AP sources: Marines seek to close combat jobs to women

U.S. Marine 1st Sgt. Sigrid Rivera, Service Company first sergeant, Headquarters Battalion, Marine Corps Base Hawaii, earned her fourth-degree black belt, at the Staff Noncommissioned Officer Academy aboard MCB Hawaii, July 30, 2015. Earning this rank puts her among the nine fourth-degree black belts currently in the Marine Corps. The mission of Marine Corps Base Hawaii is to provide programs and services in direct support of units, individuals and families in order to enhance and sustain combat readiness for all operating forces and tenant organizations aboard the installation. (U.S. Marine Corps photo by Cpl. Brittney Vito/Released)

WASHINGTON — The Corps is expected to ask that women not be allowed to compete for several front-line combat jobs, inflaming tensions between and  leaders, U.S. officials say.

The tentative decision has ignited a debate over whether Secretary Ray Mabus can veto any Corps proposal to prohibit women from serving in certain infantry and reconnaissance positions. And it puts Gen. Joseph Dunford, the Corps commandant who takes over soon as chairman of the Joint Chiefs of Staff, at odds with the other three services, who are expected to open all of their combat jobs to women.

No final decisions have been made or forwarded to leaders, but officials say Ash Carter is aware of the dispute and intends to review the plan. The Corps is part of the , so Mabus is secretary of both services.

The ongoing divide has put Dunford in the spotlight as he prepares to start his new job next week. And it puts him in a somewhat awkward position of eventually having to review and pass judgment — as chairman — on a waiver request that he submitted himself while serving as commandant.

The debate includes jabs at Mabus for his public criticism of the plan that triggered a call for his resignation from a member of Congress.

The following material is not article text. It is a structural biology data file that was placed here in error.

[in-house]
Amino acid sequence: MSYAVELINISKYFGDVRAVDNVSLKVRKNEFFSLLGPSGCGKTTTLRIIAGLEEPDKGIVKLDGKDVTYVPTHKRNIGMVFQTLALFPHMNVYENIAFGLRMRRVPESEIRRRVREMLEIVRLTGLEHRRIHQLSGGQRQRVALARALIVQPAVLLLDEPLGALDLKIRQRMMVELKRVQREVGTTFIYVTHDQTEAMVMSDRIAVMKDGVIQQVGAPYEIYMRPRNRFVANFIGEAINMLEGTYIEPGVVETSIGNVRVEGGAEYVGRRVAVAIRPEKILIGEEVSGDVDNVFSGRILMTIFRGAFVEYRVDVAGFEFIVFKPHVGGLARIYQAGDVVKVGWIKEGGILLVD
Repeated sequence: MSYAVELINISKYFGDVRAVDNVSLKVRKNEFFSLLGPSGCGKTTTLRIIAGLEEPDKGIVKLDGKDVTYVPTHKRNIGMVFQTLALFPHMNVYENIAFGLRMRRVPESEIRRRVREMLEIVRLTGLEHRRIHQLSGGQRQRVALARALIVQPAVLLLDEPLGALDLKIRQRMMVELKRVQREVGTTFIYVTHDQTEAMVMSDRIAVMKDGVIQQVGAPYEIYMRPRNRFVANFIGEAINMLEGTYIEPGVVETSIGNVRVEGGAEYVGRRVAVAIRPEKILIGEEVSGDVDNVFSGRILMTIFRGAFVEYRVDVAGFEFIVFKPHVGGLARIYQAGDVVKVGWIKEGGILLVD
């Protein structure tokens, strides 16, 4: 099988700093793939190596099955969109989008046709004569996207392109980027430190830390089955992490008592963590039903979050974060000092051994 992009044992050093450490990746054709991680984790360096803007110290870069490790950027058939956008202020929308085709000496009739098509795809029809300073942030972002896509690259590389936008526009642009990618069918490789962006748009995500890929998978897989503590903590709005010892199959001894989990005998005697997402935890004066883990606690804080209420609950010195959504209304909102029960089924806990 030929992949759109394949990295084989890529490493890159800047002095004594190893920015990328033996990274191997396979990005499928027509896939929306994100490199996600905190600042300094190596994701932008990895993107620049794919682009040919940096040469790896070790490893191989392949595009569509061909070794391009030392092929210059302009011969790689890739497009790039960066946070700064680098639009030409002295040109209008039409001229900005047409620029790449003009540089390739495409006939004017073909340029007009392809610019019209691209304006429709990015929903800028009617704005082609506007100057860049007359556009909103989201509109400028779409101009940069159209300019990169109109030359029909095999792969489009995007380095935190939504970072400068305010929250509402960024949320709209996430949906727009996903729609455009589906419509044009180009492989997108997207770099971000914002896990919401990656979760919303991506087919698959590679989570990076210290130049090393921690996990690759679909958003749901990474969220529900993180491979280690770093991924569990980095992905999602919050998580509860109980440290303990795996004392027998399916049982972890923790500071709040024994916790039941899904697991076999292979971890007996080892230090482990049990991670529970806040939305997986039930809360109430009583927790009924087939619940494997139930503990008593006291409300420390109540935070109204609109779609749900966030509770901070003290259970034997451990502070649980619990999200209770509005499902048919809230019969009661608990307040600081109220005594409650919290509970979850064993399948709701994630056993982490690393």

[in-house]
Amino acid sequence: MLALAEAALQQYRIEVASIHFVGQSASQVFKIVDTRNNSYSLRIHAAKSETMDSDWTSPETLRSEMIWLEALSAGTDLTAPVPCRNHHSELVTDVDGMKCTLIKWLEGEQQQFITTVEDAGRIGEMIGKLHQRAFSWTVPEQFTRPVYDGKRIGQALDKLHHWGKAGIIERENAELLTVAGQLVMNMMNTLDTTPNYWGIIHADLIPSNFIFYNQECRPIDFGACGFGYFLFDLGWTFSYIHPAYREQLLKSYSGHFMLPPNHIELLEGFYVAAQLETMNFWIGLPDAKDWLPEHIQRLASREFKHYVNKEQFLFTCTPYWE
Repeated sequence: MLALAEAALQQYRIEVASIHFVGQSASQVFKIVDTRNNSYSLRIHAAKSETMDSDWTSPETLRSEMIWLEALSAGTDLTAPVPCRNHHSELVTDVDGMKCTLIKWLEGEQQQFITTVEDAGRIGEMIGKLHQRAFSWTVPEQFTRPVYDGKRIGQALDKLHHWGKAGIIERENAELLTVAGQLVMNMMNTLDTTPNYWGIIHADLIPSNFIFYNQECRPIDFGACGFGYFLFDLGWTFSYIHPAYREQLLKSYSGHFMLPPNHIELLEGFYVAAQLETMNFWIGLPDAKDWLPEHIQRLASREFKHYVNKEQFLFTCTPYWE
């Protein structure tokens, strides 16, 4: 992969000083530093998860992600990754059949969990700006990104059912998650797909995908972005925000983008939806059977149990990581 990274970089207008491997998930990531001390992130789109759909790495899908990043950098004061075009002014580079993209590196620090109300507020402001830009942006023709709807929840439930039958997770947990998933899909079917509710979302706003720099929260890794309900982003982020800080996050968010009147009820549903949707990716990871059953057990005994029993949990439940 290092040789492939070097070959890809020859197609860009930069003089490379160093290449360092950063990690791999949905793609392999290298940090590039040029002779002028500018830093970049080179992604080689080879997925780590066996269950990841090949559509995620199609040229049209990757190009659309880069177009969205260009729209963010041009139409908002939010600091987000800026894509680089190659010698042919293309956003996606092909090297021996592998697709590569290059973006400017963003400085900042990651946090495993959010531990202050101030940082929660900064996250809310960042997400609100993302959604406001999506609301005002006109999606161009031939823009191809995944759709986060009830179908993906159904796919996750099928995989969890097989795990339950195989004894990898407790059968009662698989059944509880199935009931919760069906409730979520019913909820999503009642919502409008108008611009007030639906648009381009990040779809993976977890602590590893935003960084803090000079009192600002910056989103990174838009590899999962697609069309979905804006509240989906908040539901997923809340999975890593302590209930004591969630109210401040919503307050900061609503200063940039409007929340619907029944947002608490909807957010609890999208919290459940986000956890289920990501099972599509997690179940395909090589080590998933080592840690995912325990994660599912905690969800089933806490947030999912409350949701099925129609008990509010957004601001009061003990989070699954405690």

Officials say the , and are expected to allow women to serve in all combat jobs and will not ask Carter for any exceptions. They say that Special Operations Command is also likely to allow women to compete for the most demanding commando jobs — including the SEALs — though with the knowledge that it may be years before women even try to enter those fields.

The officials spoke on condition of anonymity because they weren’t authorized to discuss the matter publicly.

Mabus on Monday made his position clear.

“I’m not going to ask for an exemption for the , and it’s not going to make them any less fighting effective,” he said, adding that the SEALs also will not seek any waivers. “I think they will be a stronger force because a more diverse force is a stronger force. And it will not make them any less lethal.”

Mabus’ comments angered Rep. Duncan Hunter, R-Calif., who has asked Carter in a letter to demand Mabus’ resignation because he “openly disrespected the Corps as an institution, and he insulted the competency of by disregarding their professional judgment, their combat experience and their quality of leadership.”